In this blog post we want to give you some advice on best practice when topping up your batteries.
First and foremost, lead acid batteries use dilute sulphuric acid as the electrolyte – so if you or any member of your team open cell caps for inspection or maintenance, make sure you always wear adequate PPE, including goggles and gloves.
When using a brand new battery for the first time, manufacturer’s recommendations are such that it must go through a certain number of charge/discharge cycles before first being topped up. Therefore, it’s always best to follow the manufacturers guidelines for the specific battery in question.
When you are charging a lead acid battery, heat is generated, and this is known as the ‘gassing stage’. Electrolyte levels within the battery will always rise due to this heat, so it must always be left to cool to room temperature before maintenance continues. It is always recommended that maintenance is carried out on a fully charged and cooled battery.
‘Topping’ of lead acid battery electrolyte comes about due to the charge cycle that the battery goes through – the main reason for the loss is down to the final gassing stage of this process. As part of this stage, hydrogen gas is released from the dilute sulphuric acid in the cells.
‘Over Topping’ occurs when discharged batteries are over filled before charging or when the cells are filled well above the manufacturers recommended level. The end result of this is commonly seen to be a ‘furry’ battery where white/yellow residue can be seen all over the cell tops. This residue is actually evaporated sulphuric acid and can be very dangerous if not removed or managed. This acid residue also attacks the cell links and battery tank itself, further compromising the performance and safety of the battery.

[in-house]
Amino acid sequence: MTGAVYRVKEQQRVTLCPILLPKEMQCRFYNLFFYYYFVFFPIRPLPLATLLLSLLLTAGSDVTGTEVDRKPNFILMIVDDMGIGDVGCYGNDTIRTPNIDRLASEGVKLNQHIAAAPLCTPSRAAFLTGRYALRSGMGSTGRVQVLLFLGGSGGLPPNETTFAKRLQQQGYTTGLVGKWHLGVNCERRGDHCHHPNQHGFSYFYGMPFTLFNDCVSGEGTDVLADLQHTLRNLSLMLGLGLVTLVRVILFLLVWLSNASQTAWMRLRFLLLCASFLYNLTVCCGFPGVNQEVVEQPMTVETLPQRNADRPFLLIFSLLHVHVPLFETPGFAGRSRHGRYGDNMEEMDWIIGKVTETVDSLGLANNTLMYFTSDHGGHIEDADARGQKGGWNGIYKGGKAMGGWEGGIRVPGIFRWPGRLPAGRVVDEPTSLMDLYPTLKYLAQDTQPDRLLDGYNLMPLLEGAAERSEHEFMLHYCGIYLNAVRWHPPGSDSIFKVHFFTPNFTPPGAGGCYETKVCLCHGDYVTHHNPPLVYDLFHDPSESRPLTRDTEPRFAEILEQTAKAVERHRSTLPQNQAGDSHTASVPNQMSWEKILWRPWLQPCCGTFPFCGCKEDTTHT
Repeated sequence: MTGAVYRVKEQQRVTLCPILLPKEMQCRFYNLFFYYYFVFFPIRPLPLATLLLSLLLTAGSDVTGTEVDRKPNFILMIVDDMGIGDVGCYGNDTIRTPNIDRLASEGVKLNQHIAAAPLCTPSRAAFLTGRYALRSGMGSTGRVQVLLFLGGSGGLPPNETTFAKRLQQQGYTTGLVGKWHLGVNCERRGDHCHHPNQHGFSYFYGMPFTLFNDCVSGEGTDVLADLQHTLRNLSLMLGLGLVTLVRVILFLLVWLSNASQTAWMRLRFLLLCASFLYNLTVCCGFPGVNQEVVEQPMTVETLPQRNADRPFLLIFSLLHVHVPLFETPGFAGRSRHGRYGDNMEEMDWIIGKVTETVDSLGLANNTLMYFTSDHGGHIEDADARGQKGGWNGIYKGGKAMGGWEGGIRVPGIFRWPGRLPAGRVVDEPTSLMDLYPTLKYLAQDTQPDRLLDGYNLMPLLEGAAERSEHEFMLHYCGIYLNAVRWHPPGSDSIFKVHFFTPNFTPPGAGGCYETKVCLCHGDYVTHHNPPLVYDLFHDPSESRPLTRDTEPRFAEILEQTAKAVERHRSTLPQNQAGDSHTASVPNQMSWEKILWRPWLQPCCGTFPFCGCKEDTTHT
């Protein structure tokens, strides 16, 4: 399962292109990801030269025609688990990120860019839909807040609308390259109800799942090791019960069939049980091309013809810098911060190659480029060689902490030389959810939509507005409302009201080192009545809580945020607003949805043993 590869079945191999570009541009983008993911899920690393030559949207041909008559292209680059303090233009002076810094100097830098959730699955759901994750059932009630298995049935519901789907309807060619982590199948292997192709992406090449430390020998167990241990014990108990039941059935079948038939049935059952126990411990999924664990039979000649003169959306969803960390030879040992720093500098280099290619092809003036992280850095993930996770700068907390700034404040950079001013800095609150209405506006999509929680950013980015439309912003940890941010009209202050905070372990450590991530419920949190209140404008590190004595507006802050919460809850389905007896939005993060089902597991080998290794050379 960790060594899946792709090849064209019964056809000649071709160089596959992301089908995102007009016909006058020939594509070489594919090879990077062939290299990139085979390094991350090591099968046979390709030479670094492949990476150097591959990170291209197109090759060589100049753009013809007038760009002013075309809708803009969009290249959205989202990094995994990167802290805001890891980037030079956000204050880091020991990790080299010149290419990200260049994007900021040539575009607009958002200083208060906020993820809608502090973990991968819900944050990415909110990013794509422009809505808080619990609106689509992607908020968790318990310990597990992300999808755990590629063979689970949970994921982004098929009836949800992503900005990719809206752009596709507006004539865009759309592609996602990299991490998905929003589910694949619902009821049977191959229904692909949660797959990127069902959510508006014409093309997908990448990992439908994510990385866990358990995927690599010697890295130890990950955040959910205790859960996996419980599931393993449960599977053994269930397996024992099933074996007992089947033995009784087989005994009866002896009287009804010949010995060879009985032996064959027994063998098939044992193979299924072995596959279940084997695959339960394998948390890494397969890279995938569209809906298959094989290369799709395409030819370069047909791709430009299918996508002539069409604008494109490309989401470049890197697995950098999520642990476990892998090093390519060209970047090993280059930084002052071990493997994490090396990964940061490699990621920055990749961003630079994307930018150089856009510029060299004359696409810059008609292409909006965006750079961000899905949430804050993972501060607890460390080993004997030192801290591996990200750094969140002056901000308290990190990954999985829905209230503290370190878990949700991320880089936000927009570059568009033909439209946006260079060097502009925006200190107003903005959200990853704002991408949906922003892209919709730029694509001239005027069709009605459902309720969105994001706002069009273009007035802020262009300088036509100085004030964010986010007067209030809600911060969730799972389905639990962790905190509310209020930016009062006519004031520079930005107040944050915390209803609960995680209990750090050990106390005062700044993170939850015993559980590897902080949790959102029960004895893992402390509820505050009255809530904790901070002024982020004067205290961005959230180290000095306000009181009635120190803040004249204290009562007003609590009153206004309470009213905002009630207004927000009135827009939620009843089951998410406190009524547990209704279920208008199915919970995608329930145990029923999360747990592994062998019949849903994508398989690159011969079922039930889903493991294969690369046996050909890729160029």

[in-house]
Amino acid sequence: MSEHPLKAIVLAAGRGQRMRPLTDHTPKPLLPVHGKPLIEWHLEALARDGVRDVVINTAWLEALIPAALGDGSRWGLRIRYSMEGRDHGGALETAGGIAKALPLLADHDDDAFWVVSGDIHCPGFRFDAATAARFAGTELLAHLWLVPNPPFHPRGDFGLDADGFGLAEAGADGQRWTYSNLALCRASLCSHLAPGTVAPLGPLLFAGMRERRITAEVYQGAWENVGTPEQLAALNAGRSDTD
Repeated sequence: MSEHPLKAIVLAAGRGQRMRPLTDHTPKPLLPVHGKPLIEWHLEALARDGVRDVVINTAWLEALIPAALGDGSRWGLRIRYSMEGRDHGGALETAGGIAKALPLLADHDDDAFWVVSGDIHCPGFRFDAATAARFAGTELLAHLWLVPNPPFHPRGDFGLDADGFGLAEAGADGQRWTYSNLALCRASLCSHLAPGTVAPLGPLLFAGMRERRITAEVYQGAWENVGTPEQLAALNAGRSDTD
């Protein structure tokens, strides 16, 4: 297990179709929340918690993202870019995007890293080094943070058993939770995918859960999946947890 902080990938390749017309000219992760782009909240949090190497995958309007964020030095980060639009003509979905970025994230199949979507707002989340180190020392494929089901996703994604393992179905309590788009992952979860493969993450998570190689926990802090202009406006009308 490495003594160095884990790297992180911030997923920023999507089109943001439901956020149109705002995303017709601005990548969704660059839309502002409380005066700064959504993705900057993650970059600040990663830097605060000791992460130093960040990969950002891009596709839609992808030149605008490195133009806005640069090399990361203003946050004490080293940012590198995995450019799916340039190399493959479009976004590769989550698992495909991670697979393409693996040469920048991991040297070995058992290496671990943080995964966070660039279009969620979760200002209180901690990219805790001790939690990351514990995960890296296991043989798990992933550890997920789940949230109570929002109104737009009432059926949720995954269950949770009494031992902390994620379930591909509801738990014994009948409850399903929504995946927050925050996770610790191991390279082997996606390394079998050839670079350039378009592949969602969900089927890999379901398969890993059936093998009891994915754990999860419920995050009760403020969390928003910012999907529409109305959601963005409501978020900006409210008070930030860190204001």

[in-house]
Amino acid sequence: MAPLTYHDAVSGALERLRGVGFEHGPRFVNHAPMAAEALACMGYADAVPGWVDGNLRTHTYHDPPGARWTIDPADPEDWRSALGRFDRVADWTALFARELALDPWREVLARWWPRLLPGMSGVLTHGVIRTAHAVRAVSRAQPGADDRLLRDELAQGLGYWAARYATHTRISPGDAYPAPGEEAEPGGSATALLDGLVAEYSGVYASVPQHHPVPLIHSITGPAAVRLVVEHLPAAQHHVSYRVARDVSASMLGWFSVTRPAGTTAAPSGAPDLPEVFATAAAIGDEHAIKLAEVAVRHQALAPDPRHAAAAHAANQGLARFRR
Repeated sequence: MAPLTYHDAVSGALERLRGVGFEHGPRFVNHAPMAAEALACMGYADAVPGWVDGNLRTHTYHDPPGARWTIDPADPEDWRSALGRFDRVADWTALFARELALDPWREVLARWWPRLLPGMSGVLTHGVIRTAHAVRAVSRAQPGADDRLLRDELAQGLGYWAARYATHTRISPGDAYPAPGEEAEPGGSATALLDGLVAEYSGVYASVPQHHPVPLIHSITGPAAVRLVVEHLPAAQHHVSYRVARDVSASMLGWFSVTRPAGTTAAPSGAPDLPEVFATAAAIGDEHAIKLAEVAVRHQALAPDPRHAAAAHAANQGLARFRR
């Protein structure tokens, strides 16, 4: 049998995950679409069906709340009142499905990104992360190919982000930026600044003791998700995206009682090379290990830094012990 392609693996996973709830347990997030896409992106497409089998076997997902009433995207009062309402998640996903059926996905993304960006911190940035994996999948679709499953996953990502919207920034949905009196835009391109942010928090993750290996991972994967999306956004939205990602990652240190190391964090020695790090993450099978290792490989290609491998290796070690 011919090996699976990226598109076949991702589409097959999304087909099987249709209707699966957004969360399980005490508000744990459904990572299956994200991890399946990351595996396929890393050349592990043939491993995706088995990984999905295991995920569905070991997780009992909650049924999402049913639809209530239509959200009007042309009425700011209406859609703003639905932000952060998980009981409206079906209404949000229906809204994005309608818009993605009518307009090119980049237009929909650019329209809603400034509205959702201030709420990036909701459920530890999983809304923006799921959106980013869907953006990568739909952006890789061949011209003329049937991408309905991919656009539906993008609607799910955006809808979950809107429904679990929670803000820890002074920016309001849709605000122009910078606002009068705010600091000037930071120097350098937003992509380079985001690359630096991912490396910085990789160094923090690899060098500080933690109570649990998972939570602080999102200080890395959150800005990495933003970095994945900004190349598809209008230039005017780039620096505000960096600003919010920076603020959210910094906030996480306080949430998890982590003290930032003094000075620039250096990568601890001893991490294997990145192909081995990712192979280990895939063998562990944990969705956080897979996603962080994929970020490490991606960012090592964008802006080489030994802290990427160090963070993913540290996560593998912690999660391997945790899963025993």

‘Under topping’ means not keeping the electrolyte level above the plates in the cells which further reduces performance as not all the lead is used. This also leads to cell plates becoming damaged, distorted or even appearing burned, again reducing its performance and lifetime.
The key to battery maintenance is regular checks and action as required. Keeping the cells topped up above the plates to the recommended level, checking the Specific Gravity (SG) of the acid and keeping the cell tops and links clean and tidy.
A charged and healthy battery should have a SG of around 1.265, a discharged battery will show more like 1.15 and should be charged as soon as possible. The SG of a charged battery gives a good indication of its health. It will drop slightly over time, but any rapid decrease or sudden drop could indicate an issue that needs addressing quickly.